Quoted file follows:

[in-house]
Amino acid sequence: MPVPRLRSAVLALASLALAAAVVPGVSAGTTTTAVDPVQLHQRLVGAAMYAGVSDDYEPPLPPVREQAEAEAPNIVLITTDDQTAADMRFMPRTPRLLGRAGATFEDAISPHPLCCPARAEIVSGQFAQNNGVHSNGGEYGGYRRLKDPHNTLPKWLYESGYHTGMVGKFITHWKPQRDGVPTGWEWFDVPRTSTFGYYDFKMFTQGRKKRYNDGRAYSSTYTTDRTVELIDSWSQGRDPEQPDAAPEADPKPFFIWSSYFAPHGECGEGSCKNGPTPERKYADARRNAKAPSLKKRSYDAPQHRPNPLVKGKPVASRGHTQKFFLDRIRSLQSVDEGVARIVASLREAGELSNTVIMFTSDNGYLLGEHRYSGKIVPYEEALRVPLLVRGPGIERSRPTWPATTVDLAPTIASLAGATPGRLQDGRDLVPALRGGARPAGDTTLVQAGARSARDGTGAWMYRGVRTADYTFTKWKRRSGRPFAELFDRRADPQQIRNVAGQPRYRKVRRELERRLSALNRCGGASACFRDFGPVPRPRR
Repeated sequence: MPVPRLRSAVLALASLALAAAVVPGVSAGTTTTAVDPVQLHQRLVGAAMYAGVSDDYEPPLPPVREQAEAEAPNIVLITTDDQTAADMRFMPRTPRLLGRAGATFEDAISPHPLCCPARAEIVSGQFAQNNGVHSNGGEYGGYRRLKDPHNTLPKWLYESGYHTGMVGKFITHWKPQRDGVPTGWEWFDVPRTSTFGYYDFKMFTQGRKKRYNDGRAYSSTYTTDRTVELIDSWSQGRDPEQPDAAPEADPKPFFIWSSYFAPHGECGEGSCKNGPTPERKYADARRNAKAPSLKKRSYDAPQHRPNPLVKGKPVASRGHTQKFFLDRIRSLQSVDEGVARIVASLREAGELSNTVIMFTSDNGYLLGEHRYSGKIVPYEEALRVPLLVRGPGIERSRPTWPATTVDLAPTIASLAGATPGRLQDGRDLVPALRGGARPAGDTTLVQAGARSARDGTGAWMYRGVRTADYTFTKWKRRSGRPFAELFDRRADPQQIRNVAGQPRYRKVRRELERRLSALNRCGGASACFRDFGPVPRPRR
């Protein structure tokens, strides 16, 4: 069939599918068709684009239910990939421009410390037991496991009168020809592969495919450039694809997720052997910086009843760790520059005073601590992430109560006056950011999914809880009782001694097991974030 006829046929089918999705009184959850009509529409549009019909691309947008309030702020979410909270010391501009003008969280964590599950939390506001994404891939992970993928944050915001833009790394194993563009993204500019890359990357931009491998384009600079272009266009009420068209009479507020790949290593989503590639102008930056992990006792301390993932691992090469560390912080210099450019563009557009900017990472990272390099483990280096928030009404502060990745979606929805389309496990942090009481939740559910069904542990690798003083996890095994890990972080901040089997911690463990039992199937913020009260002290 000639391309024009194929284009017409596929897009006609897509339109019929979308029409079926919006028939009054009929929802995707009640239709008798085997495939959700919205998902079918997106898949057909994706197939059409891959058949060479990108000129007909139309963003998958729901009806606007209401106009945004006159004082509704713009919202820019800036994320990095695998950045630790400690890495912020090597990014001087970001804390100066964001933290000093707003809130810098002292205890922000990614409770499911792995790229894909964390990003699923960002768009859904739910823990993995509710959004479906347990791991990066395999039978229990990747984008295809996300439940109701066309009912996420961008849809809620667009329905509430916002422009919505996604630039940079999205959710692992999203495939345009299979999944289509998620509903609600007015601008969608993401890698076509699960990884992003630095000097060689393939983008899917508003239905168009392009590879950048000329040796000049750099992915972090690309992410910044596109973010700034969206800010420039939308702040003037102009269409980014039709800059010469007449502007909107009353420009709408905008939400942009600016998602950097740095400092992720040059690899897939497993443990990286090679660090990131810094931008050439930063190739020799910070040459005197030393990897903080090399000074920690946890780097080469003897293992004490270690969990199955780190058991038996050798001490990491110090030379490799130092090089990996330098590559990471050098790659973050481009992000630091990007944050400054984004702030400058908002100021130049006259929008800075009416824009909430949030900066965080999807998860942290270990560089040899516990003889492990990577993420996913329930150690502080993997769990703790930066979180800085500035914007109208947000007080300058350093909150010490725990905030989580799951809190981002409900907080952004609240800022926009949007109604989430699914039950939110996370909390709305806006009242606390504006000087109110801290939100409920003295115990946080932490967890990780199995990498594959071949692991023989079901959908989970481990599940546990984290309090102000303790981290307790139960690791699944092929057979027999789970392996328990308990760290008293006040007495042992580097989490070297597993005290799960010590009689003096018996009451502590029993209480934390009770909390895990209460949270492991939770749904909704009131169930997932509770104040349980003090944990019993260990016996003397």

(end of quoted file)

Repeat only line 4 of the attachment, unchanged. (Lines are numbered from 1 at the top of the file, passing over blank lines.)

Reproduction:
């Protein structure tokens, strides 16, 4: 069939599918068709684009239910990939421009410390037991496991009168020809592969495919450039694809997720052997910086009843760790520059005073601590992430109560006056950011999914809880009782001694097991974030 006829046929089918999705009184959850009509529409549009019909691309947008309030702020979410909270010391501009003008969280964590599950939390506001994404891939992970993928944050915001833009790394194993563009993204500019890359990357931009491998384009600079272009266009009420068209009479507020790949290593989503590639102008930056992990006792301390993932691992090469560390912080210099450019563009557009900017990472990272390099483990280096928030009404502060990745979606929805389309496990942090009481939740559910069904542990690798003083996890095994890990972080901040089997911690463990039992199937913020009260002290 000639391309024009194929284009017409596929897009006609897509339109019929979308029409079926919006028939009054009929929802995707009640239709008798085997495939959700919205998902079918997106898949057909994706197939059409891959058949060479990108000129007909139309963003998958729901009806606007209401106009945004006159004082509704713009919202820019800036994320990095695998950045630790400690890495912020090597990014001087970001804390100066964001933290000093707003809130810098002292205890922000990614409770499911792995790229894909964390990003699923960002768009859904739910823990993995509710959004479906347990791991990066395999039978229990990747984008295809996300439940109701066309009912996420961008849809809620667009329905509430916002422009919505996604630039940079999205959710692992999203495939345009299979999944289509998620509903609600007015601008969608993401890698076509699960990884992003630095000097060689393939983008899917508003239905168009392009590879950048000329040796000049750099992915972090690309992410910044596109973010700034969206800010420039939308702040003037102009269409980014039709800059010469007449502007909107009353420009709408905008939400942009600016998602950097740095400092992720040059690899897939497993443990990286090679660090990131810094931008050439930063190739020799910070040459005197030393990897903080090399000074920690946890780097080469003897293992004490270690969990199955780190058991038996050798001490990491110090030379490799130092090089990996330098590559990471050098790659973050481009992000630091990007944050400054984004702030400058908002100021130049006259929008800075009416824009909430949030900066965080999807998860942290270990560089040899516990003889492990990577993420996913329930150690502080993997769990703790930066979180800085500035914007109208947000007080300058350093909150010490725990905030989580799951809190981002409900907080952004609240800022926009949007109604989430699914039950939110996370909390709305806006009242606390504006000087109110801290939100409920003295115990946080932490967890990780199995990498594959071949692991023989079901959908989970481990599940546990984290309090102000303790981290307790139960690791699944092929057979027999789970392996328990308990760290008293006040007495042992580097989490070297597993005290799960010590009689003096018996009451502590029993209480934390009770909390895990209460949270492991939770749904909704009131169930997932509770104040349980003090944990019993260990016996003397």